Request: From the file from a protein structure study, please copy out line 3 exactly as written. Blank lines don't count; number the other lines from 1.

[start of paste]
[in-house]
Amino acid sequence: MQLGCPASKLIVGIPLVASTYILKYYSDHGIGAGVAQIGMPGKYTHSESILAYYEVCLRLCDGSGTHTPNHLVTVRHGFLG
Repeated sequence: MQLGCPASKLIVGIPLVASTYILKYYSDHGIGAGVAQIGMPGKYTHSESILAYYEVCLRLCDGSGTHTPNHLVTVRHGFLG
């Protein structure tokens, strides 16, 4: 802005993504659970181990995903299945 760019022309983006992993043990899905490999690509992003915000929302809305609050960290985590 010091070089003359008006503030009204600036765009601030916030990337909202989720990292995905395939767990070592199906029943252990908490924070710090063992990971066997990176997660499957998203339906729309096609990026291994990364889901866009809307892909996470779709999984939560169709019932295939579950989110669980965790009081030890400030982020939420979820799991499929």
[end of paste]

Repeated sequence: MQLGCPASKLIVGIPLVASTYILKYYSDHGIGAGVAQIGMPGKYTHSESILAYYEVCLRLCDGSGTHTPNHLVTVRHGFLG